NFU Scotland has given a guarded welcome to proposed amendments to the European Commission’s proposals for reform of the Common Agricultural Policy tabled by the European Parliament’s agricultural committee.
As reported in The Scotsman yesterday, the committee has reduced a record number of 7,500 amendments put forward by MEPs to just 100, which is helping to take the debate in the right direction and recognising some of Scotland’s major objections to the commission’s proposals.
In particular, the union has welcomed recognition of the difficulties of moving from the present historic basis of determining single farm payment to an area-based system and the need to ensure that the commission’s greening proposals can be adapted to suit individual farm businesses.
“The amendments take some major aspects of the reforms in a better direction and there is real recognition of the difficulties of moving to an area based system,” said chief executive Scott Walker. “For the first time, EU decision makers have set down in writing an acceptance that the move to a single regional payment rate will not have to be completed by 2019.
“This will help ensure that Scotland can adopt the new scheme gradually without jeopardising production levels while a national reserve can be created for new entrants and those farmers who have been disadvantaged by the historic payment system.”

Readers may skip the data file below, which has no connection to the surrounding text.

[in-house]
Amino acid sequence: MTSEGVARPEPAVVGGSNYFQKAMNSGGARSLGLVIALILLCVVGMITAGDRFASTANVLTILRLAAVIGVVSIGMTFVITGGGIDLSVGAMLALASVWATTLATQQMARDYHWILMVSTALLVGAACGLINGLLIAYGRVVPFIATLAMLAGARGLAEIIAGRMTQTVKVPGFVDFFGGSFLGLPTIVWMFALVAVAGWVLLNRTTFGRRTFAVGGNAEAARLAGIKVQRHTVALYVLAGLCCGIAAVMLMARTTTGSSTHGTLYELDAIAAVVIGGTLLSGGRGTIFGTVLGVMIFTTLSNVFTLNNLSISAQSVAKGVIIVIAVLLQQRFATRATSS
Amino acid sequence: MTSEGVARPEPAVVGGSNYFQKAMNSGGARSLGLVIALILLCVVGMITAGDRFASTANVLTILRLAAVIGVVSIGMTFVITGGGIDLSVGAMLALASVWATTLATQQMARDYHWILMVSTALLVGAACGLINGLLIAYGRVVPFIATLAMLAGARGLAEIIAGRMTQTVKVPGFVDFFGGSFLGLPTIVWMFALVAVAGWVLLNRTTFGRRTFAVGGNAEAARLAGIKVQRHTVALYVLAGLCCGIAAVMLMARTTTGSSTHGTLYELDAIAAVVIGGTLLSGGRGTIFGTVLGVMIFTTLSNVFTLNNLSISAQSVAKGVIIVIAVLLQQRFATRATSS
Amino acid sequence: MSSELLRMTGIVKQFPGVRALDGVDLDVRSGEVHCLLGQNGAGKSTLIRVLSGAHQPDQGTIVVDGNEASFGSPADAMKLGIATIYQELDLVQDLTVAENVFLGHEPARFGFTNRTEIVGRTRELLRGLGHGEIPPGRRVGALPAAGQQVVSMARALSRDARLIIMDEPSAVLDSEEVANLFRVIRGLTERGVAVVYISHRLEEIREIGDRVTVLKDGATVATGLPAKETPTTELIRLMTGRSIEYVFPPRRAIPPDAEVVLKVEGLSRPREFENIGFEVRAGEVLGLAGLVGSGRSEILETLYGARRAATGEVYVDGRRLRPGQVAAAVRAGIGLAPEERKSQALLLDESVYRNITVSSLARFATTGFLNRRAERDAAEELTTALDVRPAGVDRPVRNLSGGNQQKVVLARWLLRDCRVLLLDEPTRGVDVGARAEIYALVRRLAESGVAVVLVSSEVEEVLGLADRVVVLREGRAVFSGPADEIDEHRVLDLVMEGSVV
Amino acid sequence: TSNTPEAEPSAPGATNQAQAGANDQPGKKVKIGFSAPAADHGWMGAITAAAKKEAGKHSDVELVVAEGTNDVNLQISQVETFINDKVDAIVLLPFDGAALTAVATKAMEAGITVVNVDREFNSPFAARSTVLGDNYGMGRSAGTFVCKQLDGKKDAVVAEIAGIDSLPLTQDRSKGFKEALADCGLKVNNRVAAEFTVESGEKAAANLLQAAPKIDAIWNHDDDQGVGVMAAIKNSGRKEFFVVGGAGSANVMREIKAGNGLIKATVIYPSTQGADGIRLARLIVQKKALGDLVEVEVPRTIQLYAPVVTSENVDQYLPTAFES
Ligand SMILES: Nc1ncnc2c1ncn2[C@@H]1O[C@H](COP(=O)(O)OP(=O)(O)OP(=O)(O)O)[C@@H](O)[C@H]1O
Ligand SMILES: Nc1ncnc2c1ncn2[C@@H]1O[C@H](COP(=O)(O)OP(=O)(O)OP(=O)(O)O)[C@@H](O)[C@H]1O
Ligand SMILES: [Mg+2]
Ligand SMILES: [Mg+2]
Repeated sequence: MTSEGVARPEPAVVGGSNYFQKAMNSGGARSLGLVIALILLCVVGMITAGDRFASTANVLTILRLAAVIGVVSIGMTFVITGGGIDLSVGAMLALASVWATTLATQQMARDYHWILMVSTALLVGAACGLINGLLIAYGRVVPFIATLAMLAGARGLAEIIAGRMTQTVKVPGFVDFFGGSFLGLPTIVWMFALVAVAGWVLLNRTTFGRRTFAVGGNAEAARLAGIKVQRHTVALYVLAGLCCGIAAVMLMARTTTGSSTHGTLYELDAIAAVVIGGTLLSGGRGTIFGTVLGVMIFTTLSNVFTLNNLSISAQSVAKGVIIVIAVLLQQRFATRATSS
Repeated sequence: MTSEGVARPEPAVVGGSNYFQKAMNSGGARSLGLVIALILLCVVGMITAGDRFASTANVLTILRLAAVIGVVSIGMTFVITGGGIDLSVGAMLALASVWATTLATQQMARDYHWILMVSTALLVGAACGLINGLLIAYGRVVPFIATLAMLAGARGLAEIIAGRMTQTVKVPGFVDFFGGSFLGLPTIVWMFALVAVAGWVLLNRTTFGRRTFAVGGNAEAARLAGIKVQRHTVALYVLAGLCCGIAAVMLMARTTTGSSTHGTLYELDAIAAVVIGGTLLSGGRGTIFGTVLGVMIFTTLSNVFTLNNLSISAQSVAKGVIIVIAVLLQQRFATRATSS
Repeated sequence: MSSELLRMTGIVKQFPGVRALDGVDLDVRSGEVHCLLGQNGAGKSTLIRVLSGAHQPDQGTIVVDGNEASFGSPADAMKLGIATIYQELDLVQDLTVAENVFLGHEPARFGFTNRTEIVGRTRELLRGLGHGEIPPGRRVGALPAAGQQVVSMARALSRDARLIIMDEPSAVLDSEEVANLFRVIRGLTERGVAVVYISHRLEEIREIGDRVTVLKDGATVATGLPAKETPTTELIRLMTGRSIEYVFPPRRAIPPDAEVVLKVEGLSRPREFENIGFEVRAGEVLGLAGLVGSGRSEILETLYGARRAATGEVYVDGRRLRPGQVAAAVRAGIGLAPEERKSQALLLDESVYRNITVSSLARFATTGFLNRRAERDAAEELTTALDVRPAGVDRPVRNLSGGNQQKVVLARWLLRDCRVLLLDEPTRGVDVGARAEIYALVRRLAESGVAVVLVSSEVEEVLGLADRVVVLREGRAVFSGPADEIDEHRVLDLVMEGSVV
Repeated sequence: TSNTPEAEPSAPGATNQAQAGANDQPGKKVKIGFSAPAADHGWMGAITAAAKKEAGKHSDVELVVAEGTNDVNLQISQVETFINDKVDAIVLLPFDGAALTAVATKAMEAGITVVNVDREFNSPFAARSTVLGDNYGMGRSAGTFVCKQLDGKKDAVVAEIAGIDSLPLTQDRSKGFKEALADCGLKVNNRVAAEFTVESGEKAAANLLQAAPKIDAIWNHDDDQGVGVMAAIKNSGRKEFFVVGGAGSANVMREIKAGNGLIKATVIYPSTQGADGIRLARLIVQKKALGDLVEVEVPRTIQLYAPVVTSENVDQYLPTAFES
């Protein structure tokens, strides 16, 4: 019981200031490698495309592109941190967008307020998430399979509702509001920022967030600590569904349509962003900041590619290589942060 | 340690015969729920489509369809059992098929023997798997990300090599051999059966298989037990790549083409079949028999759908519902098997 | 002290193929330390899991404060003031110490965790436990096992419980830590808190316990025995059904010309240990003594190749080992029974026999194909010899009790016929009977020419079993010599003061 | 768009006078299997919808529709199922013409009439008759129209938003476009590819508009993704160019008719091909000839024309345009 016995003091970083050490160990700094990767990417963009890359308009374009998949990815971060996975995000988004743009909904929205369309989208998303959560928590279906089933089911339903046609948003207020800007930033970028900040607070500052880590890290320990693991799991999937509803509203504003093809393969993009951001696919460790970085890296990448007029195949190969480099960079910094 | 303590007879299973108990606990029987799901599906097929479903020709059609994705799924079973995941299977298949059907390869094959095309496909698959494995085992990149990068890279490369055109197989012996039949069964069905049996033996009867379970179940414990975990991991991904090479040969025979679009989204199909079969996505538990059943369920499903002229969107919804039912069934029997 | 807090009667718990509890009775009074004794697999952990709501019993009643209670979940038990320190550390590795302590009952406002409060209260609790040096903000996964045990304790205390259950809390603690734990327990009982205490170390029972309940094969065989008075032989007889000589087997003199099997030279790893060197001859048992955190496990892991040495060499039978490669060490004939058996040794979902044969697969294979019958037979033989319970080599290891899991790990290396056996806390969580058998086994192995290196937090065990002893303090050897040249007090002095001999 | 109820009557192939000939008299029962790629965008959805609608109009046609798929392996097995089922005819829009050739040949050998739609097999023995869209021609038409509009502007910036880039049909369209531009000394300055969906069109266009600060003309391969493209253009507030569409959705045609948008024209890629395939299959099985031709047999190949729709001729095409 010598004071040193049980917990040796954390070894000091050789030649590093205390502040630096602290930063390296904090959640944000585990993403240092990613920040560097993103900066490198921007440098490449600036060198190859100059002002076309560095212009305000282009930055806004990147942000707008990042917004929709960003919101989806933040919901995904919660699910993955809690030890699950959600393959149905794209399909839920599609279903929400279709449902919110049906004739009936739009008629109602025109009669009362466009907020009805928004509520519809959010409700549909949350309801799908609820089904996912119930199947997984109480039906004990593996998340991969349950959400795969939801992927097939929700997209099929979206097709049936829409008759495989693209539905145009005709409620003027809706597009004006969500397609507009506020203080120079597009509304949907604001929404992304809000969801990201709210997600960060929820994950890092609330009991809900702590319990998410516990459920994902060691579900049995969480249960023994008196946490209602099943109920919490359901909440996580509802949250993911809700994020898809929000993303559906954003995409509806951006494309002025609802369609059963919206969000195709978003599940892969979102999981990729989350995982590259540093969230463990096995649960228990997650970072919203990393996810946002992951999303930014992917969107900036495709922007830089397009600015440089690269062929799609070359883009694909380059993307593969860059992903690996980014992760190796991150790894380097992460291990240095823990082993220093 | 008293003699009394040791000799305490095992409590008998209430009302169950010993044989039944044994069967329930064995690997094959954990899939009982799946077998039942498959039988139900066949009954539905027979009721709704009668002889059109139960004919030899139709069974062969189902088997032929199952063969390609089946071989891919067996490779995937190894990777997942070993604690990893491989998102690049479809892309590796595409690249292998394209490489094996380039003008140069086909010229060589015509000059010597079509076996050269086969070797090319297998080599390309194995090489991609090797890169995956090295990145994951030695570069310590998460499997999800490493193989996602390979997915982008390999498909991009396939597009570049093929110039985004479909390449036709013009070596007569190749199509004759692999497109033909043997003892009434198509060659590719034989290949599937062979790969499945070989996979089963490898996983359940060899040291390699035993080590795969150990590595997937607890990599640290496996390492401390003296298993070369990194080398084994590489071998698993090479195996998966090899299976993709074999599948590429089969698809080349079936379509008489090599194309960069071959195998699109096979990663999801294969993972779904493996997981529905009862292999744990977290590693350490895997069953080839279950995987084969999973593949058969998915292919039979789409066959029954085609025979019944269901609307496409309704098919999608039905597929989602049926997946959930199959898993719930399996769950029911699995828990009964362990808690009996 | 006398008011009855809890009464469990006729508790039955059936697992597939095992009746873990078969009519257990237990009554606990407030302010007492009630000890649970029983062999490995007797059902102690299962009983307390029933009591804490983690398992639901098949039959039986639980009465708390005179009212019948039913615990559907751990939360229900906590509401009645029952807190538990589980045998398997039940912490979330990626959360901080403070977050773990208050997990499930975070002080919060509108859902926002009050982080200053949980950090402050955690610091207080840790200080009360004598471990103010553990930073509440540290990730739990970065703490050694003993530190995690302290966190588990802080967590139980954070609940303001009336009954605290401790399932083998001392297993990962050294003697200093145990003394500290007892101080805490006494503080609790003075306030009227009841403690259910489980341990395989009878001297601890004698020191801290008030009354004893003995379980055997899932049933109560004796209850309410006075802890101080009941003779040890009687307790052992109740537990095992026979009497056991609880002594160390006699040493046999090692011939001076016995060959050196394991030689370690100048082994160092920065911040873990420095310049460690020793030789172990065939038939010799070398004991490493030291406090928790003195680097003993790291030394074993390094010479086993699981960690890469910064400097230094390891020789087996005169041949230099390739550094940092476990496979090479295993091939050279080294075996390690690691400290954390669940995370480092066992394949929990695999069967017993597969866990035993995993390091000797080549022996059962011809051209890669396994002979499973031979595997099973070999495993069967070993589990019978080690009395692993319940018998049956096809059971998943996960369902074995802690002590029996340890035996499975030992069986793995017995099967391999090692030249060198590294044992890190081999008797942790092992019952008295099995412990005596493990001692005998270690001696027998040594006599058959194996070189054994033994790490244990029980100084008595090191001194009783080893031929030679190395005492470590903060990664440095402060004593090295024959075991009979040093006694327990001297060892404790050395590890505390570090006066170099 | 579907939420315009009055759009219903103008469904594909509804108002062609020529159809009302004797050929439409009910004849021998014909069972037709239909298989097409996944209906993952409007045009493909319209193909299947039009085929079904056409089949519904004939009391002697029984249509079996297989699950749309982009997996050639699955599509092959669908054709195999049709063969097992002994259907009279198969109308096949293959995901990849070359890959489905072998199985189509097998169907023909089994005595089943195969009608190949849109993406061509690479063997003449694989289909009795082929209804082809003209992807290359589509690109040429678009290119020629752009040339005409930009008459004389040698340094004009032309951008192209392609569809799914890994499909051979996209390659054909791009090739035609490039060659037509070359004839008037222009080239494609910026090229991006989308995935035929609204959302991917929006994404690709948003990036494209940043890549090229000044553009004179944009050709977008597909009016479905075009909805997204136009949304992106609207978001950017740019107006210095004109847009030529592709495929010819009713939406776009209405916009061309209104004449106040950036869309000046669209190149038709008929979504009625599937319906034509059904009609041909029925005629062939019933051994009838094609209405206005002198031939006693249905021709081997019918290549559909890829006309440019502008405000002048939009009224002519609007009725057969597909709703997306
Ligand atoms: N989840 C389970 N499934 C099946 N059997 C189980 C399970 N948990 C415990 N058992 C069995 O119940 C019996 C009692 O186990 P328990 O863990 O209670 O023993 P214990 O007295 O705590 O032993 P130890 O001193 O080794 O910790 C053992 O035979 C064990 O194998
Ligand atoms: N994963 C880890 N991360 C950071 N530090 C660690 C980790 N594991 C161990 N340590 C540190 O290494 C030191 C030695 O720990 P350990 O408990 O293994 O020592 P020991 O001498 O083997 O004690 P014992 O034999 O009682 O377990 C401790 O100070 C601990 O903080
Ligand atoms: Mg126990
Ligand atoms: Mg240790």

NFU Scotland’s stance on greening, Walker claims, is gaining ground, with a proposal to take permanent grassland into account at a national rather than farm level and greater flexibility on crop diversification.
The committee wants the commission’s proposal that all farms over 50ha should be required to set aside 7 per cent of land as a so-called ecological focus area (EFA) to maintain biodiversity to be reduced to 5 per cent. The union is calling for the proposal that all farms should grow at least three crops to be reduced to two, with winter and spring crops counted as separate crops, as well as uncultivated and managed permanent grassland.
The union also wants existing agri-environmental and climate change programmes to count towards a farm’s greening activity. “With 30 per cent of the future CAP Pillar 1 budget hinging on the need to introduce environmental elements to direct support payments, we have to accept the concept of greening,” said Walker.
“Greening is increasingly viewed as the means of preserving direct payments to farmers in the long term and preventing the rapid switching of funds into competitive components of rural development programmes.”
However, Walker emphasises that the failure of heads of state to agree an overall budget still “ hangs heavily” over the negotiations and that the parliament is only one of three parties, along with the commission and the council of farm ministers representing the 27 member states, that will determine the final outcome.
Walker and his president, Nigel Miller, will be embarking on a hectic round of regional meetings in January to spell out the implications of the CAP reform options to the union’s 7,500 members.